Fri. Dec 3rd, 2021

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Covid 19 Delta outbreak: SMEs concerned about supply chain disruptions leading into Christmas rush

3 min read

After months in lockdown Auckland retailers will finally open up for business today but they remain concerned about a fractured global supply chain right before the busy Christmas and New Year rush, a new survey reveals.

The research, from small business accounting firm MYOB focuses on data collected from 500 local SME decision-makers. It found out 77 per cent of SMEs were concerned about wider disruptions from the pandemic affecting their supply chain over summer.

MYOB’s holiday trading snapshot reported more than 80 per cent of SMEs are concerned about the impact of the Covid-19 Delta outbreak on their business over the holiday period, with 37 per cent of them being extremely concerned.

As a result, over half (55 per cent) of the SMEs surveyed said they had made changes to their business this year to prepare and manage the impact of any Covid-19 disruptions during summer. Of this group, 10 per cent said they have had to completely readapt or reposition their business.

MYOB head of customer services Jo Tozer said while it is the second Covid-19 Christmas, businesses will have to be more flexible and adaptable to the swiftly changing environment.

“For this holiday trading period, New Zealand businesses will have to contend with the Delta variant continuing to spread, a change from the current alert levels to a new traffic light system, the potential introduction of vaccine passports, as well as some vaccine mandates for frontline staff, and a global supply chain that is looking increasingly fractured.

“With timing still uncertain around many of these factors, all of this makes for an extremely uncertain picture, as many businesses work hard to prepare for what is traditionally a vital trading time for many SMEs,” Tozer said.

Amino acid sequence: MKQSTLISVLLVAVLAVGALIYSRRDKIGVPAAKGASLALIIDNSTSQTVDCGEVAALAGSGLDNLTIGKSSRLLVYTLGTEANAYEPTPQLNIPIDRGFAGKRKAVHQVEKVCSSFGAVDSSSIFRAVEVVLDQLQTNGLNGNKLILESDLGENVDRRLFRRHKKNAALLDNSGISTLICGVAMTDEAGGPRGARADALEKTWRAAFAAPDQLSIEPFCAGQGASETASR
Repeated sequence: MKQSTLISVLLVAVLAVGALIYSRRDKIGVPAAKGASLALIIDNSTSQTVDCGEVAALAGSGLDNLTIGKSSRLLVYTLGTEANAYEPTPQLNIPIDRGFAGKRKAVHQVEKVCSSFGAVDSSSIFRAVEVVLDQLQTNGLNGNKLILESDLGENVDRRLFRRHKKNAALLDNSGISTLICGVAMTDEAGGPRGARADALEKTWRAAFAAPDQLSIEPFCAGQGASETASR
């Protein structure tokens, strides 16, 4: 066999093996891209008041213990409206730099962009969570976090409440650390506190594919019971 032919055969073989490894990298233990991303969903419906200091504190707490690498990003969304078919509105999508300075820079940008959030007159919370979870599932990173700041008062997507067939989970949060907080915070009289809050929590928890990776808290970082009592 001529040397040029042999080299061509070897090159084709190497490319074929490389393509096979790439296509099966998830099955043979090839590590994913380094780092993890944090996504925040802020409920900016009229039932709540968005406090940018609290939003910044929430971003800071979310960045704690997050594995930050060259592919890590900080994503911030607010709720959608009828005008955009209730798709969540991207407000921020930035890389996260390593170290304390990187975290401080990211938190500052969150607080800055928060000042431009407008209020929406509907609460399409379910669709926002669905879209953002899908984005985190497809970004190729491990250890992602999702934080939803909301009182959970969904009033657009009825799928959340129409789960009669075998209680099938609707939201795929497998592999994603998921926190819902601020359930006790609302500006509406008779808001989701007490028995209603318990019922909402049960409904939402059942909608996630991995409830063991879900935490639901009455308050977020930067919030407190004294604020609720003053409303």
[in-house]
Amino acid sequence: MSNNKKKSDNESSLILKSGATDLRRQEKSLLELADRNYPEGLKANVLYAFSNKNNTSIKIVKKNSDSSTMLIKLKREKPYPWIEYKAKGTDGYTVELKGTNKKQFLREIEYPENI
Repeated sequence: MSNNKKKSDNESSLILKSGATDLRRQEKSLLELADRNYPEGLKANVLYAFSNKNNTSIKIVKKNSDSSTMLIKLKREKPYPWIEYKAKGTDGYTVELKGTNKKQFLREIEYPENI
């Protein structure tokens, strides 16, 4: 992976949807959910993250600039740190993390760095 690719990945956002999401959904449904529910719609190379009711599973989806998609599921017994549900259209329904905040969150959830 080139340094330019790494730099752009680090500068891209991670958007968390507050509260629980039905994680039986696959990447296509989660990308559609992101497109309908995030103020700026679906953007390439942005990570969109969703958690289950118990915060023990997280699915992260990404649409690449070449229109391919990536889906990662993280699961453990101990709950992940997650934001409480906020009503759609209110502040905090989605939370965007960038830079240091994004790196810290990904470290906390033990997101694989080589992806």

Summer revenue predictions

The holiday trading snapshot showed on average, SMEs made around 20 per cent of their annual income from the Christmas/New Year period, with more than a third (37 per cent) saying the summer months were extremely important to their business.

Nearly half of the SMEs surveyed expect their revenue to be about the same as last year for Christmas and New Year, however, 28 per cent are forecasting their revenue will be down on the 2020/21 period – including 35 per cent of SMEs based in the Auckland region.

In contrast, just 14 per cent of New Zealand’s SMEs expect their revenue to be up last year.

SMEs adapting to risk

In response to the concerns they’re facing, those 55 per cent of SMEs making changes to their business are adopting a range of strategies designed to minimise disruption, reduce costs or manage risk.

About 41 per cent of the respondents to the survey said they had ordered stock early than the pre-Covid years, 36 per cent of have requested their staff to be vaccinated, 21 per cent have limited the amount of products they stock to ensure most stock can be sold.

But only 19 per cent have planned to extend their business hours which is a five per cent drop compared with October 2020. And 18 per cent of the croup will be closed during the Christmas period, a three per cent increase since October 2020.

Tozer said in the last year’s holiday trading snapshot, 32 per cent of SMEs said they were ordering stock early to avoid delays – almost 10 per cent less than this year, with more SMEs now taking action against these concerns.

“The number of SMEs revising business plans to prepare for a change in alert levels has also increased on last year, with 32 per cent taking this action in 2020 (compared with 37 per cent in 2021),” she said.

Buy local for Christmas

The MYOB survey also asked business owners and operators to identify the one thing they would ask of consumers over the holiday trading period.

More than half or 51 per cent of SMEs said they would ask consumers to get vaccinated, a 25 per cent said shop local and buy New Zealand made and – in line with cash flow concerns – 11 per cent said their one ask would be to pay invoices to small businesses on time.

“From shopping for New Zealand-made products to visiting local hospitality businesses, trying out local tourist activities, shopping at local online stores or simply recommending their products or services to friends and family. We can make their Christmas a bright spot in another tough year, if we just give them our support,” Tozer said.

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